Wellness itself is a huge opportunity – estimated to be worth $1.5 trillion by 2021 McKinsey estimates – and while you can see a strong affinity between how that could be oriented around a life insurance product, and indeed a health insurance product, it will be interesting to see how YuLife aligns the concept with other types of insurance and with other products like financial services. Rubin noted that one of the benefits of the dental product right now is a free electric toothbrush for every new user (although users still have to pay to replace the heads).

As for the other way YuLife could grow, Rubin added that it has “no plans” to become a D2C product, but to continue selling through businesses. This still sets it apart from the broader wave of insurtechs, which have largely disrupted the existing market by improving access to insurance.

AIG, Met Life and Zurich are YuLife’s current insurers in the UK, and Rubin said the company is currently negotiating with insurers and other partners for the US launch. Dai-chi Life does have operations in the US market—among other businesses Protective Life owns—but Rubin said the strategic element of this investment is not focused on that, but rather a longer-term plan to expand to Japan as well. to expand.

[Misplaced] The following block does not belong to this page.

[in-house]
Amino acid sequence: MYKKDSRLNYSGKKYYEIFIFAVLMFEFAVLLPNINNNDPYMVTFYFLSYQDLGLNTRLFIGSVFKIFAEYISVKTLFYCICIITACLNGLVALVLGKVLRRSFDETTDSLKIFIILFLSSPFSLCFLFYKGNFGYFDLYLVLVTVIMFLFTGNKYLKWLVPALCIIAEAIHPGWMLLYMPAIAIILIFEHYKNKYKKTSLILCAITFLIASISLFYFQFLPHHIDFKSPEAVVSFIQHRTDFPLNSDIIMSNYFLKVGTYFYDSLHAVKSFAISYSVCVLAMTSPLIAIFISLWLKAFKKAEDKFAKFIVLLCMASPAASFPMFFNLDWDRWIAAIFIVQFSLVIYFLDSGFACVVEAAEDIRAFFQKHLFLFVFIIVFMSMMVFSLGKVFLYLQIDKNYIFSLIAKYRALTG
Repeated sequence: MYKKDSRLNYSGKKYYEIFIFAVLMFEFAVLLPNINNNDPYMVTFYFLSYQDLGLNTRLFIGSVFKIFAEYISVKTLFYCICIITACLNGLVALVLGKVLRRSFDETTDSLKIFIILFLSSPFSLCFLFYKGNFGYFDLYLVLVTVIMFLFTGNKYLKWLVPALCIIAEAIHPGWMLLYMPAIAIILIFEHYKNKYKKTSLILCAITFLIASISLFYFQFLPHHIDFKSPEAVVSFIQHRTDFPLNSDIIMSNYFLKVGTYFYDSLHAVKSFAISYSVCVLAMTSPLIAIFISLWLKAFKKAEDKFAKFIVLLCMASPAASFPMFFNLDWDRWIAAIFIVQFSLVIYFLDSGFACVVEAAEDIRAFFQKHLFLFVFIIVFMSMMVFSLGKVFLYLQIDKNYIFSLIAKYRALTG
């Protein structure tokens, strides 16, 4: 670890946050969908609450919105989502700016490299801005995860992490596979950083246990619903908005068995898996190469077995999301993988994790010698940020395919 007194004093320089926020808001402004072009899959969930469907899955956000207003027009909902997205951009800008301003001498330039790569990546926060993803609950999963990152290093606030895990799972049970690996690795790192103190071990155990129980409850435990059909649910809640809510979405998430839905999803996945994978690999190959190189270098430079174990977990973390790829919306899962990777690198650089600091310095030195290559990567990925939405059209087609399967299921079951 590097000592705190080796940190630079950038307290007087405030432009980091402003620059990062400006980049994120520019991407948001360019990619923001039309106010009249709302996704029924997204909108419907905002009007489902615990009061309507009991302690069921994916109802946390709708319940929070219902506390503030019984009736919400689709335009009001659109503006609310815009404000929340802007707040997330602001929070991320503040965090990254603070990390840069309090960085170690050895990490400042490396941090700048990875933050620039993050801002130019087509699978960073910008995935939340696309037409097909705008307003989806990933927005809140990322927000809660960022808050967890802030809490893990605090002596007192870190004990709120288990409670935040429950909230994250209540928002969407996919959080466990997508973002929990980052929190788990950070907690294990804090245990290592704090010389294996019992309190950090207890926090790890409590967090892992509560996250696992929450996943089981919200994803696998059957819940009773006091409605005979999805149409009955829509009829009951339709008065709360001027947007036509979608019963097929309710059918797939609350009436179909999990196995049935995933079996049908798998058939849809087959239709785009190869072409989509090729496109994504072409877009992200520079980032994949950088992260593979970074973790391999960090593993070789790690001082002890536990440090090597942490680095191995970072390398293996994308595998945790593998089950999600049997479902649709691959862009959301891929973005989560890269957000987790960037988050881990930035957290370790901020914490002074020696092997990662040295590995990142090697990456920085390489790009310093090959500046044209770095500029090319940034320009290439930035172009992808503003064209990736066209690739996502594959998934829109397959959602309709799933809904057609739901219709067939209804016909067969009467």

“Dai-ichi Life is committed to supporting companies with a proven track record of improving people’s lives, and YuLife is doing just that, adding tangible value to financial products to enhance the well-being of individuals. strengthen,” said Toshiaki Sumino, director and managing executive officer at Dai-ichi Life Holdings, Inc., in a statement. “YuLife has tremendous potential to build on its achievements to date, and we are excited to invest and help YuLife take the next steps and scale its global business. YuLife shares our ethos to leverage the latest trends in technology to make a real difference in the lives of those who use financial products.”